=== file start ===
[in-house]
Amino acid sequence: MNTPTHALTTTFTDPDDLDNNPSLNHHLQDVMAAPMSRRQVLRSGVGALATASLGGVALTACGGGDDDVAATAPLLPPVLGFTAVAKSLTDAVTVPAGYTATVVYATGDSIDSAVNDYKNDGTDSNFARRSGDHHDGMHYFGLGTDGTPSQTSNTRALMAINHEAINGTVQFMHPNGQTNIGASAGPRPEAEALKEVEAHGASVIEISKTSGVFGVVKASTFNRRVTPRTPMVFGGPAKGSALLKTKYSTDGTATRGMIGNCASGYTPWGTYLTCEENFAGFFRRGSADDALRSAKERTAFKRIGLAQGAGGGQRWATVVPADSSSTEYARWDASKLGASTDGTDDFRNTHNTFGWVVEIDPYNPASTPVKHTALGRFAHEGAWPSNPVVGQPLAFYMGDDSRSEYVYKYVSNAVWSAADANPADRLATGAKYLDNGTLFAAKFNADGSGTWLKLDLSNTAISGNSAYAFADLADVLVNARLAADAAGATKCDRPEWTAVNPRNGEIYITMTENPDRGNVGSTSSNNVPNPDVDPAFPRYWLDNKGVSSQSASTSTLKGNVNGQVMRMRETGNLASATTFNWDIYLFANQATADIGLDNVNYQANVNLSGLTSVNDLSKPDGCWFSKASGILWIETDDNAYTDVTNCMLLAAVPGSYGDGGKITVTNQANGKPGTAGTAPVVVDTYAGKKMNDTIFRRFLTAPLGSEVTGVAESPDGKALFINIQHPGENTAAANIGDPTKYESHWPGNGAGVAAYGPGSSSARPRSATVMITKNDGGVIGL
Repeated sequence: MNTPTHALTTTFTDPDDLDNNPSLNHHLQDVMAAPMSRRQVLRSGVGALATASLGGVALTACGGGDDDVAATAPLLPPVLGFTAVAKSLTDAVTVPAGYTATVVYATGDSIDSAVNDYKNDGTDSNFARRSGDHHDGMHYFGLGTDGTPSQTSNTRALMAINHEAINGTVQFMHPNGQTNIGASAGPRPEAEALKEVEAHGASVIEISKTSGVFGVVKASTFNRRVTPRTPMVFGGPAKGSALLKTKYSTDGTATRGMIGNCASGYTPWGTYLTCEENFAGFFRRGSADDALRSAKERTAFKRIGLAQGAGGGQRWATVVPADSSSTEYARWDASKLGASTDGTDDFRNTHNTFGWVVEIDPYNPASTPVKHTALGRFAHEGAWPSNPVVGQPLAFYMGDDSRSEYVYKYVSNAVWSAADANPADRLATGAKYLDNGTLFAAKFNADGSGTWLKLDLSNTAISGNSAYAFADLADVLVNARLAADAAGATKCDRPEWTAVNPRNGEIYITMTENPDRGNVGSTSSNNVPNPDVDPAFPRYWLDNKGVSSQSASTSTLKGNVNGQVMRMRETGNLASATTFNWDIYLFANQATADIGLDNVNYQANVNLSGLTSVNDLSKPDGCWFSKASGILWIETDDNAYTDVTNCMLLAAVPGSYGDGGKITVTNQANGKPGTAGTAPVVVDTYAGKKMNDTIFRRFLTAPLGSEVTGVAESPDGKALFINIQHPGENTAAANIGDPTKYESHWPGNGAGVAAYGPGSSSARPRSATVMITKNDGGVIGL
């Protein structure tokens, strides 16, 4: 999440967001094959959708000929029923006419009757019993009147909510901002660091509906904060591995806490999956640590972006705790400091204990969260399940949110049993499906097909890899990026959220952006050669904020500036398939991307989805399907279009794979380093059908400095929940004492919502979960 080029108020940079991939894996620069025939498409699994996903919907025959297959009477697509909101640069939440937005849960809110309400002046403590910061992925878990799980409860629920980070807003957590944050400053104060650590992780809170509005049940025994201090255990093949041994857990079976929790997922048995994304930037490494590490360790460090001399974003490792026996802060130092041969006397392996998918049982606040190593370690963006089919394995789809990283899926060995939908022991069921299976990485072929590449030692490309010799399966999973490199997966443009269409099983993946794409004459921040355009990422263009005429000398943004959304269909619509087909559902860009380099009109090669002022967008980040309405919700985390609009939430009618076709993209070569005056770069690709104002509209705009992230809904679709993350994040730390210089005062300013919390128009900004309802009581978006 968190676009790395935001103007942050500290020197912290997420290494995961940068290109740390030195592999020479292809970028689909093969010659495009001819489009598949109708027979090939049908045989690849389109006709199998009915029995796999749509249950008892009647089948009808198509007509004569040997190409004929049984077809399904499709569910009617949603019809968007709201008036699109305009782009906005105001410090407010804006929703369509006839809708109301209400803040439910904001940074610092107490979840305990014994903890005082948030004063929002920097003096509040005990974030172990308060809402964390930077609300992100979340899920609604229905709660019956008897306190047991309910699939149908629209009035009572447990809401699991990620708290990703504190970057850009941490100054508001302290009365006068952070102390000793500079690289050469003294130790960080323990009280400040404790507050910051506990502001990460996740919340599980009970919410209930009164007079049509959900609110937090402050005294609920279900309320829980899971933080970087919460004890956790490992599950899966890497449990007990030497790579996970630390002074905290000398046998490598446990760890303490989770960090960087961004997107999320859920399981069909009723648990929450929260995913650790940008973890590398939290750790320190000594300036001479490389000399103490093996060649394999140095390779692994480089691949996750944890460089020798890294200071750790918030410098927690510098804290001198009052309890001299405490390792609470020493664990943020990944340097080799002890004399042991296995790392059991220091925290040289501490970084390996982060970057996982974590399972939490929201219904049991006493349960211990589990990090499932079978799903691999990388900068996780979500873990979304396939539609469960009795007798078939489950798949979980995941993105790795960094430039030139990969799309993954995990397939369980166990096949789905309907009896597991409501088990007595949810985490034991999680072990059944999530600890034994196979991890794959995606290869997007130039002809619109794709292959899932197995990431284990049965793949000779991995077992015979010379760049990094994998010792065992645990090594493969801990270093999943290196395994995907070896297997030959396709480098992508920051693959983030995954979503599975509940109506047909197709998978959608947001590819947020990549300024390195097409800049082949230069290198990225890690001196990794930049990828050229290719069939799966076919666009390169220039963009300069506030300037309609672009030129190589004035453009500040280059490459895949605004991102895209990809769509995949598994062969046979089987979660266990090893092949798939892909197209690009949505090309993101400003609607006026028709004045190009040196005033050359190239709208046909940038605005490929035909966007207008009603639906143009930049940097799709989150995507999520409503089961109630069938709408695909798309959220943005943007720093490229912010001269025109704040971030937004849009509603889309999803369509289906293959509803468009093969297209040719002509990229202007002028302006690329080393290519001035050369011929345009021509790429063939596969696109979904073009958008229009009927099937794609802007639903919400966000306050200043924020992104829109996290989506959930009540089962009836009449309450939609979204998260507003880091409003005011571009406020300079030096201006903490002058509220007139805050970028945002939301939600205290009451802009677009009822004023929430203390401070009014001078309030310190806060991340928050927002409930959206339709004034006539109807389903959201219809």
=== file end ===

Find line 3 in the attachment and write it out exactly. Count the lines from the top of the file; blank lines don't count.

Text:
Repeated sequence: MNTPTHALTTTFTDPDDLDNNPSLNHHLQDVMAAPMSRRQVLRSGVGALATASLGGVALTACGGGDDDVAATAPLLPPVLGFTAVAKSLTDAVTVPAGYTATVVYATGDSIDSAVNDYKNDGTDSNFARRSGDHHDGMHYFGLGTDGTPSQTSNTRALMAINHEAINGTVQFMHPNGQTNIGASAGPRPEAEALKEVEAHGASVIEISKTSGVFGVVKASTFNRRVTPRTPMVFGGPAKGSALLKTKYSTDGTATRGMIGNCASGYTPWGTYLTCEENFAGFFRRGSADDALRSAKERTAFKRIGLAQGAGGGQRWATVVPADSSSTEYARWDASKLGASTDGTDDFRNTHNTFGWVVEIDPYNPASTPVKHTALGRFAHEGAWPSNPVVGQPLAFYMGDDSRSEYVYKYVSNAVWSAADANPADRLATGAKYLDNGTLFAAKFNADGSGTWLKLDLSNTAISGNSAYAFADLADVLVNARLAADAAGATKCDRPEWTAVNPRNGEIYITMTENPDRGNVGSTSSNNVPNPDVDPAFPRYWLDNKGVSSQSASTSTLKGNVNGQVMRMRETGNLASATTFNWDIYLFANQATADIGLDNVNYQANVNLSGLTSVNDLSKPDGCWFSKASGILWIETDDNAYTDVTNCMLLAAVPGSYGDGGKITVTNQANGKPGTAGTAPVVVDTYAGKKMNDTIFRRFLTAPLGSEVTGVAESPDGKALFINIQHPGENTAAANIGDPTKYESHWPGNGAGVAAYGPGSSSARPRSATVMITKNDGGVIGL